This post is unfortunately nonsense, because it's making a fundamental measurement error: not including renderer processes for Safari, and only measuring the browser process (which should be expected to be roughly O(1) memory in the number of tabs).
To the author's credit, they _are trying_ to include child processes - I'm not sure why, but `psrecord` seems to not (in local testing) include child processes for Safari even when the "--include-children" flag is passed. I guess it does for Chrome, for whatever reason.
I'm somewhat disappointed that the author, or half the comments on the post, didn't question these _wildly_ different results though...
What happens instead is that I hit a wall of slowness, forcing me to press the power button and lose all my other work. It's not very gradual, I think due to the nature of the problem, so the browser needs to avoid getting into the situation. It's like UI latency follows a hyperbolic curve, running right up to infinity all of a sudden as the RAM runs out.
I seem to remember that being a pretty common condition back in the 90's. Things would get slow, sure, but not completely and utterly hosed.
When this happened to me recently (unattended Firefox process used up all RAM) the machine was simply never able to recover, even after killing the offending process (thereby making 30GB or so of RAM available) and waiting a half an hour.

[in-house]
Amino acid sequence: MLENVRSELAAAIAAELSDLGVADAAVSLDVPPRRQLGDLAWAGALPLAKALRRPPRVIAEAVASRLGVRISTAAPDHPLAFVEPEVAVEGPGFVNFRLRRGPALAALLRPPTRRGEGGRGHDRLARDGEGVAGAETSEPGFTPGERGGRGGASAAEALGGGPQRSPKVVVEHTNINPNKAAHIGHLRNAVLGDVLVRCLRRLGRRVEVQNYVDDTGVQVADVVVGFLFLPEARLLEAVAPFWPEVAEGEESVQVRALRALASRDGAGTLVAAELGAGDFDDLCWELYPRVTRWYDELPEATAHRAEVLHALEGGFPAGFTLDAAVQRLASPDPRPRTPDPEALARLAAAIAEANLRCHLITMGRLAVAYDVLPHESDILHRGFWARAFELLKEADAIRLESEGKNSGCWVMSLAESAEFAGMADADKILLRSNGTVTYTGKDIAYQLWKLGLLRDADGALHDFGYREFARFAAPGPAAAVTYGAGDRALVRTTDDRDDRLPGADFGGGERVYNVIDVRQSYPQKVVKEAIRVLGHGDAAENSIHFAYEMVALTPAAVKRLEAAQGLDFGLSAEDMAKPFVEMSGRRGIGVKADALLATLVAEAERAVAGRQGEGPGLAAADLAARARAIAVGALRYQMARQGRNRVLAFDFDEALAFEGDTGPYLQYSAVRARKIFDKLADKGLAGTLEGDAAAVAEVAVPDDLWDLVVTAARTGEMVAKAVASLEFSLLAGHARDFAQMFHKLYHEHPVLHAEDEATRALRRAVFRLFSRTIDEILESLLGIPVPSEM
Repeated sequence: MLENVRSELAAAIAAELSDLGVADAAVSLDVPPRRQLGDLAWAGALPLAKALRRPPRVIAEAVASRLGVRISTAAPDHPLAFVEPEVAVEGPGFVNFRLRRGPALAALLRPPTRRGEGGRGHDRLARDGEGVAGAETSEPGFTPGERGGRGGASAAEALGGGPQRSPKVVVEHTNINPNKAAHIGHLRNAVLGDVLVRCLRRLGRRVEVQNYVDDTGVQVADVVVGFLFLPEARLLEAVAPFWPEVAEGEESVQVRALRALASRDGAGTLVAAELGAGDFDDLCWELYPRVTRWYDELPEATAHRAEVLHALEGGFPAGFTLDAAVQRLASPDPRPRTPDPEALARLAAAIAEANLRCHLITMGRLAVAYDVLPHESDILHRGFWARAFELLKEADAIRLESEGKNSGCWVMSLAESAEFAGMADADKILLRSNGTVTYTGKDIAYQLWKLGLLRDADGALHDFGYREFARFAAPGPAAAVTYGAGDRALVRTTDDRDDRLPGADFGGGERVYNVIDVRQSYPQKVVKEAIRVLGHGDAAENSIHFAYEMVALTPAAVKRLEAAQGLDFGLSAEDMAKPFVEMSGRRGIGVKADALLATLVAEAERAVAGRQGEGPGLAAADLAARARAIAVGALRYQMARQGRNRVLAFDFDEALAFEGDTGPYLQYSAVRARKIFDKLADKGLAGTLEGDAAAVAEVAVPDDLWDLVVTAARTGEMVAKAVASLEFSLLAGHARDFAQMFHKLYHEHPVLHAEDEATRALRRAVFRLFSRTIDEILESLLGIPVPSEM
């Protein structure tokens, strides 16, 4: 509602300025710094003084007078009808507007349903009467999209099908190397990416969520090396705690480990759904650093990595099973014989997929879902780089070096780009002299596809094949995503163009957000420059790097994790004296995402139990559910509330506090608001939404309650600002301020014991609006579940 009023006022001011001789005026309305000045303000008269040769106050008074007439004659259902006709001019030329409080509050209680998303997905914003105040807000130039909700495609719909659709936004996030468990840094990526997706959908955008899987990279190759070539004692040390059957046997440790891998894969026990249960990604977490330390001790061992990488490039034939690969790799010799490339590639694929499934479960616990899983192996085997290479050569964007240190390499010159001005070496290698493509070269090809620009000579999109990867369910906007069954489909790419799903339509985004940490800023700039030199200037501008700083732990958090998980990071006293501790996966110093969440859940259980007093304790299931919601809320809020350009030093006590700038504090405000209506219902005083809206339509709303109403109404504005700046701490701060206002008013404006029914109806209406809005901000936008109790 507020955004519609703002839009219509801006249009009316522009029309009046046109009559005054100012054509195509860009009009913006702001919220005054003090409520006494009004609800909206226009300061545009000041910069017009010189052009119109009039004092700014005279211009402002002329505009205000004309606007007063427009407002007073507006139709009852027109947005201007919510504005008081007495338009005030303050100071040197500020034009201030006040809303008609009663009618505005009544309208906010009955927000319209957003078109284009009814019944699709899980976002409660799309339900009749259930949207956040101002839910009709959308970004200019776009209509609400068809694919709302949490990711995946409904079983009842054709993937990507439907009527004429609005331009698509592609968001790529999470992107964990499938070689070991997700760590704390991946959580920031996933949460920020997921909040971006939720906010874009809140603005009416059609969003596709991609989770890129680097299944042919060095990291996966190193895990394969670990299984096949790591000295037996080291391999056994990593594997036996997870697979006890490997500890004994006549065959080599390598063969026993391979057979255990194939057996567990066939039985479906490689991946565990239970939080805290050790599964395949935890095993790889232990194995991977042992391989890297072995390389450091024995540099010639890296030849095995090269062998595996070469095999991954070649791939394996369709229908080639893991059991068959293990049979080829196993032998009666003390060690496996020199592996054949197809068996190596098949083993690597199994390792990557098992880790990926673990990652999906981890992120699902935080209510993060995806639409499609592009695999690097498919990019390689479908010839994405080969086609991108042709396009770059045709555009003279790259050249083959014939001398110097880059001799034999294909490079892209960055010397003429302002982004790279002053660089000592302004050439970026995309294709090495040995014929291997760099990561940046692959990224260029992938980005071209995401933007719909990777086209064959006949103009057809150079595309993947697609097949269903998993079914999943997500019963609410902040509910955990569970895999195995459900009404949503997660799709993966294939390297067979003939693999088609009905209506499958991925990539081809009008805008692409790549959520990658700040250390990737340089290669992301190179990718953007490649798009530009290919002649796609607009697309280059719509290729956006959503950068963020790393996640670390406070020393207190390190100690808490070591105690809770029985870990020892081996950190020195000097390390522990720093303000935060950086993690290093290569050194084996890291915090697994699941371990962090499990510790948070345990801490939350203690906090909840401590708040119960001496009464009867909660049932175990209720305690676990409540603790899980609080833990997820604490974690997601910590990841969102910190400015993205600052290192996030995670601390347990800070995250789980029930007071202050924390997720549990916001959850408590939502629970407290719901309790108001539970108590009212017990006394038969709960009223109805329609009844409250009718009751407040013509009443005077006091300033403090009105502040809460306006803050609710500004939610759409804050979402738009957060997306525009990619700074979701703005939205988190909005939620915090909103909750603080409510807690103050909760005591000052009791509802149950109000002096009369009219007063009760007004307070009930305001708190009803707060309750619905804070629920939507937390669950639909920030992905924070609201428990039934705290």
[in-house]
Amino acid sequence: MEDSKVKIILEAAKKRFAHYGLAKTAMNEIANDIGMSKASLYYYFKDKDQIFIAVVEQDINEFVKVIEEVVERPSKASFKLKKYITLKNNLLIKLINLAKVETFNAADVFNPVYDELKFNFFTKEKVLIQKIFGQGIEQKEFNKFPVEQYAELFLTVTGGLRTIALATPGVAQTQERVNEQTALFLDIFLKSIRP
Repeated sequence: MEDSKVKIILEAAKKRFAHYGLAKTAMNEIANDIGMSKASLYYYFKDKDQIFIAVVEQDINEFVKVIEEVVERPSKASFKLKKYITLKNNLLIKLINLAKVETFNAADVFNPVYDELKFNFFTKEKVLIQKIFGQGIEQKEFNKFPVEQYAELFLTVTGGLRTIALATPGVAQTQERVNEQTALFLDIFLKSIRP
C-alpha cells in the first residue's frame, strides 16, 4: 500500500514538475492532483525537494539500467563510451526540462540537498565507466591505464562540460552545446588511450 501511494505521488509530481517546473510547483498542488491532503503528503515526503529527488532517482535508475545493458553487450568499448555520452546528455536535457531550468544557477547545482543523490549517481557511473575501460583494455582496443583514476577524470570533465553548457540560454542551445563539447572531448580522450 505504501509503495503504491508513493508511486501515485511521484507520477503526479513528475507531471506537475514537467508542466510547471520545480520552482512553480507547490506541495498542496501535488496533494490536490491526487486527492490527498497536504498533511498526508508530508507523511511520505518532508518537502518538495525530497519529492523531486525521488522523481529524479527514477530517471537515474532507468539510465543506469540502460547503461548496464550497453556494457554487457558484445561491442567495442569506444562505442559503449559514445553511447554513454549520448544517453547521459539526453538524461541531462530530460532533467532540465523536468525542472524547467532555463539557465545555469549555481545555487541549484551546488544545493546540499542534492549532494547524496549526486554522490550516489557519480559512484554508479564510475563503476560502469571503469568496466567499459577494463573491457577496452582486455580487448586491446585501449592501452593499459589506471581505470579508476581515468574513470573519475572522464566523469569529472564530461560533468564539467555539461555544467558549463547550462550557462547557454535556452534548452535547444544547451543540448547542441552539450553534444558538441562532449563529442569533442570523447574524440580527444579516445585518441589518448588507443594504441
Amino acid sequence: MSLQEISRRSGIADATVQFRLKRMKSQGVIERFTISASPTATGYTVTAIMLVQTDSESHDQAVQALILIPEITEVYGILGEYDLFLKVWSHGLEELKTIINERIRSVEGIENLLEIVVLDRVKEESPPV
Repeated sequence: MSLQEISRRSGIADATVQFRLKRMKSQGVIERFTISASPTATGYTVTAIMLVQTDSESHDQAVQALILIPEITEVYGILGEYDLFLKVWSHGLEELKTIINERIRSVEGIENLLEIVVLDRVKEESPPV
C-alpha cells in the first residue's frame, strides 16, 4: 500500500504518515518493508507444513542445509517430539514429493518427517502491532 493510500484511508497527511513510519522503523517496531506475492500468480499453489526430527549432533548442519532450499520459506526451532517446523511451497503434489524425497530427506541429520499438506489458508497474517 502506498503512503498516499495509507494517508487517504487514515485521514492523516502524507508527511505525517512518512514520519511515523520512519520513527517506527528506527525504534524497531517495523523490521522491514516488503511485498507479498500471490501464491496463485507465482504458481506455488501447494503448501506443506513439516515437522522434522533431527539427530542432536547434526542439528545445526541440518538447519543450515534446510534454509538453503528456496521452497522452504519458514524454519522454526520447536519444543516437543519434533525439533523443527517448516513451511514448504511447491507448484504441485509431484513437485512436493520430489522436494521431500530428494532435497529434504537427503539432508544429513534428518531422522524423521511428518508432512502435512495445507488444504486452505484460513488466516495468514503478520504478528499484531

Now, not so much. Dev machines rarely run out of RAM anyway.
> I hit a wall of slowness, forcing me to press the power button and lose all my other work
So that's two parallel problems. First is browser is eating too much RAM. Second is OS starts writing to swap instead of triggering OOM killer, rendering the whole system unusable rather quickly. I personally systematically disable swap on laptops/desktops (but keep it on server).
In our world, the websites we consume decide what resources they're gonna eat, and how much network resources they're gonna load, leading to unexpected CPU/RAM/network usage (inducing €€€€ bills for cell phone data).
Reality: the task manager will not open because there is not enough RAM. Simply moving the mouse pointer can become impossible.
Attempting to close a window goes like this: estimate the mouse movement needed, carefully move the mouse, then come back in 15 minutes to see if the pointer has moved and if it is in the correct location. If it has moved but not as desired, make another attempt. If it hasn't moved, come back in an hour... then try several hours, or maybe the next day. If somehow the mouse is in the correct location, click the button very slowly. Maybe hold it for minutes or hours?
If I visit a specific web site with a memory abusive app, the browser is supposed to protect me. It's the same as any security hole. Malicious web sites aren't supposed to crash my computer.
Yes, I'm still blaming the browser. It's the browser's job to provide protection here. It's a security matter. No matter what my browsing habits may be, letting the computer lock up is not at all OK.
We shouldn't be one bad web site away from swap lock-up.
There is no possible computer upgrade that will fix the issue. There will always be a more-terrible web site waiting to consume all resources.
> I open lots of tabs, in lots of browser windows, on lots of virtual desktops, but so what if I do?